Arising capital gains tax complexities for SMSFs ahead of TBC indexation
The indexation of the transfer balance cap (TBC) will spark capital gains tax intricacies, with SMSF advisers encouraged to develop new strategies to help address the shake-up.
Speaking at the SMSF Association National Conference 2021, SuperGuardian technical expert Tim Miller said that with the way that capital gains tax (CGT) rules work, with reference to super and estate planning, there will be changing complexities that need to be understood.
Broadening rules and regulatory updates may cause a need for a shift in tax strategy, he said.
“Eventually, a member will pass away in the accumulation space and so capital gains tax becomes a real issue that needs to be addressed. What we need to do in that situation is try and avoid capital gains tax and lump-sum tax as well, so we want to make sure that we don’t double down on the tax liability for the fund or the end beneficiary,” Mr Miller said.
Zooming in on the indexation of the transfer balance cap ($1.7 million) and the disregarded small fund asset limit ($1.6 million), Mr Miller said if the SMSF is contemplating asset segregation in a pension environment, then there could be further complexities as the rules can be a “little bit quirky with how they operate in that regard”.
“The key message here is that we do get a partial or a full CGT exemption via our exempt current pension income (ECPI) deduction when paying a retirement phase income stream,” Mr Miller said.
“Previously, this only applied because the ECPI deduction ceased on the death of the pensioner, so if we’ve got a reversionary pension then the pension itself doesn’t cease and the deduction doesn’t cease.
“But what we saw in this regulatory change that took place, where if you’ve got a death benefit income stream, if you had a pension that wasn’t reversionary and the pensions seized, then the CGT would kick back in.”
Mr Miller added that such regulatory change created a new environment, meaning that “as long as you pay out the death benefit either via lump sum or as a new death benefit income stream, then the sale of any assets that occurs as soon as practical after the death of the member will still be entitled to that exempt current pension income deduction”.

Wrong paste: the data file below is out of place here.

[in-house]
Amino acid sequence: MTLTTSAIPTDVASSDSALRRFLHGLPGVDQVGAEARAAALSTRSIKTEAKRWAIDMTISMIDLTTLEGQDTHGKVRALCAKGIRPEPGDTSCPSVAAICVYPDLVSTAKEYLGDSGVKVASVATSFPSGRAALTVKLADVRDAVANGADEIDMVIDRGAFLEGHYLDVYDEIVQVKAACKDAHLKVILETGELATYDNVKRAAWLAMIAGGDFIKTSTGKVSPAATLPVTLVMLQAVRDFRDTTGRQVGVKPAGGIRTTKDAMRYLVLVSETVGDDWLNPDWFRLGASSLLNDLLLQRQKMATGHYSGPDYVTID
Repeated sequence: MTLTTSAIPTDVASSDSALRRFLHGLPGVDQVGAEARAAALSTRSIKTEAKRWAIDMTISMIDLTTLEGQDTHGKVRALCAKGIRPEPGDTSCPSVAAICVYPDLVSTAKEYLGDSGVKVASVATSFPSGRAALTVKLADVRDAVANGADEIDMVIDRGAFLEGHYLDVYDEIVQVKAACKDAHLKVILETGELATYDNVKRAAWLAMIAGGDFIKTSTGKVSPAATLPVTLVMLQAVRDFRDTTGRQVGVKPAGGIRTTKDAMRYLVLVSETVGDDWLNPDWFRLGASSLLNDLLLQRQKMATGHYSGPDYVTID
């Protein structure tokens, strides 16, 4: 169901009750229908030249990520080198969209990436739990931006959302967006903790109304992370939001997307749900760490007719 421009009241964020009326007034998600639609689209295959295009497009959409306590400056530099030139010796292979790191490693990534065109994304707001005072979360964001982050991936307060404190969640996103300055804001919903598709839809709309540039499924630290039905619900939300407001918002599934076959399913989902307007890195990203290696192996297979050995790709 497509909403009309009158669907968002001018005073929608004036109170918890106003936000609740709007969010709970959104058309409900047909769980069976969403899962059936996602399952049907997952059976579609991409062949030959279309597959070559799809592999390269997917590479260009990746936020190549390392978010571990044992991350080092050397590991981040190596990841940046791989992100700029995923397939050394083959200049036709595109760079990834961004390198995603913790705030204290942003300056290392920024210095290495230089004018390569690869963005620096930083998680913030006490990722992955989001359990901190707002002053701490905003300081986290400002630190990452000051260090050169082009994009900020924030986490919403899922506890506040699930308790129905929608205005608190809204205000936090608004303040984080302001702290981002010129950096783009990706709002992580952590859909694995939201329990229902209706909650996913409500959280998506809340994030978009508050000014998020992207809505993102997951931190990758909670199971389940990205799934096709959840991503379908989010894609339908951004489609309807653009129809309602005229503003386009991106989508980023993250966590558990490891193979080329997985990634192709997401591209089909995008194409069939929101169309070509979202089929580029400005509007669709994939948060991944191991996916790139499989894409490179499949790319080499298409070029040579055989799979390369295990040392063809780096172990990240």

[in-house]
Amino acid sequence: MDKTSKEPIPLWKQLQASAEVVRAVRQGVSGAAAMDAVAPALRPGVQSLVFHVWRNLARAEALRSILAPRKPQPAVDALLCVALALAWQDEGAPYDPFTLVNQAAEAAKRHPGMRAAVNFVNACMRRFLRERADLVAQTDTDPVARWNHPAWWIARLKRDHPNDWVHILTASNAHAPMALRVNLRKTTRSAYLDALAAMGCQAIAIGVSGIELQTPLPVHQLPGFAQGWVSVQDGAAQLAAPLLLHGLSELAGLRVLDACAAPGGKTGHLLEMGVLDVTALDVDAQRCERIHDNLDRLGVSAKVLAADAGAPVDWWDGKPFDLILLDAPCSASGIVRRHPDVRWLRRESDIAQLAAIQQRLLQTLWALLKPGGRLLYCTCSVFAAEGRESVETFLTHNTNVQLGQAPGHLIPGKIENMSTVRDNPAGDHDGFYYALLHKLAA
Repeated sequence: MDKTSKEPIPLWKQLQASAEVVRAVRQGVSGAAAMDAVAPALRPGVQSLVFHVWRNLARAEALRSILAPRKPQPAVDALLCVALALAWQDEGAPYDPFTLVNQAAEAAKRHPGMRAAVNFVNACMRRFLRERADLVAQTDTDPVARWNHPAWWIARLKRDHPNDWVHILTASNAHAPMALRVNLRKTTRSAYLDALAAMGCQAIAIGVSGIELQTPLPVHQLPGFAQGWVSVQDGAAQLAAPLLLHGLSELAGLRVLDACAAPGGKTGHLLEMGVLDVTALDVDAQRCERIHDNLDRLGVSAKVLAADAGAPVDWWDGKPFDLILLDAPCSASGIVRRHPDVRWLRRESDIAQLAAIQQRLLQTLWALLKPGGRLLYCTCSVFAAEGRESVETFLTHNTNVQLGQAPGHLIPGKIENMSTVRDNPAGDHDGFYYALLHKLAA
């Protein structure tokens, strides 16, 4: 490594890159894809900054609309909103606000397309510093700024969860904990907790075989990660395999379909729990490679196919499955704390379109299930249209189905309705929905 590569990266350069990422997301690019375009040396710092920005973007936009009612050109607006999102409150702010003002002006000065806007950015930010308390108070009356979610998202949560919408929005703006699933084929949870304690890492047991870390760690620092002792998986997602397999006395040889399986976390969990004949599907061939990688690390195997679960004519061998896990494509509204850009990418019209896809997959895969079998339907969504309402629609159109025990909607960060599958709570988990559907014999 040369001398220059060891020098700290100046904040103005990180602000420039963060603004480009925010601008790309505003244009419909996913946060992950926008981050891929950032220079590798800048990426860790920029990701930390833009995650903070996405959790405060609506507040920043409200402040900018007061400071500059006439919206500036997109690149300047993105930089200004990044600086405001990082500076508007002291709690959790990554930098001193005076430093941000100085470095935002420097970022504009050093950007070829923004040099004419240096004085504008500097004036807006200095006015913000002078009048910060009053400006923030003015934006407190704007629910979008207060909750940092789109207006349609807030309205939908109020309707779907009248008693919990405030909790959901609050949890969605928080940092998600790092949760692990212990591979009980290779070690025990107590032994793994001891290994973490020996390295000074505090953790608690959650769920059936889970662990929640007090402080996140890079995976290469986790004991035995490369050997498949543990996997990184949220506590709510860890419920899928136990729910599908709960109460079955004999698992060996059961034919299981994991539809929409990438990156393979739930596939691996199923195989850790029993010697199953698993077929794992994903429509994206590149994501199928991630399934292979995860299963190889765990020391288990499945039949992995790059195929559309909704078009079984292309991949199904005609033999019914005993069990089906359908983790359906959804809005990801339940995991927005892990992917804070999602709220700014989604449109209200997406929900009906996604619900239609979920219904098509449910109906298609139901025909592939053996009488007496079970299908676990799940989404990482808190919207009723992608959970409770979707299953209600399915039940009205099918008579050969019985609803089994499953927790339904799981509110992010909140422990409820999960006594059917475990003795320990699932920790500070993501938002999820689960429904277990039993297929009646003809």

“So, you’ve got this capacity to segregate assets if you satisfy the disregarded small fund asset rules and are able to segregate,” Mr Miller said.
“You’ve got the capacity to place assets in that tax-exempt environment which will then exempt them from CGT if you need to sell them down to pay out the death benefit.”
Mr Miller said the concept of being able to sell assets early or sell assets as part of the death benefit and avoid tax will be contingent in many respects on the disregarded small fund asset situation and whether pensions are reversionary or not.
“Now there is a quirk with that hole that the deduction ceases on death, but you’ve got this exemption as long as the payment is made as soon as practicable, to suggest that if you’ve got insurance proceeds that come into the fund, the ECPI deduction is not attributable to any earnings on those income or insurance proceeds,” he said.
“The very fact that you have a non-reversionary pension and you’ve got insurance, if those insurance proceeds come in and there’s some time before the death benefit is paid, then the earnings from the insurance are going to be taxable versus the earnings from the assets that were previously supporting the pensions.”
Administratively, that will add levels of complexity, Mr Miller noted, adding that this would prompt a debate as to whether there should or should not have insurance in the fund, and whether pensions should be reversionary or non-reversionary.
“There are so many sorts of paths that we need to take ourselves down with regard to this space to work out what is the right or the wrong option for our clients,” he said.
“Generally, what we need to understand is that we if we’ve got death and our clients are in a TRIS, if they’re going to transition to the retirement income stream and they’re in accumulation, so they might have a TRIS and they won’t be in accumulation, so they have not satisfied that further condition of release yet, then it could result in the tax on the benefit payment and a tax on the asset sale, and we need to be mindful of that.”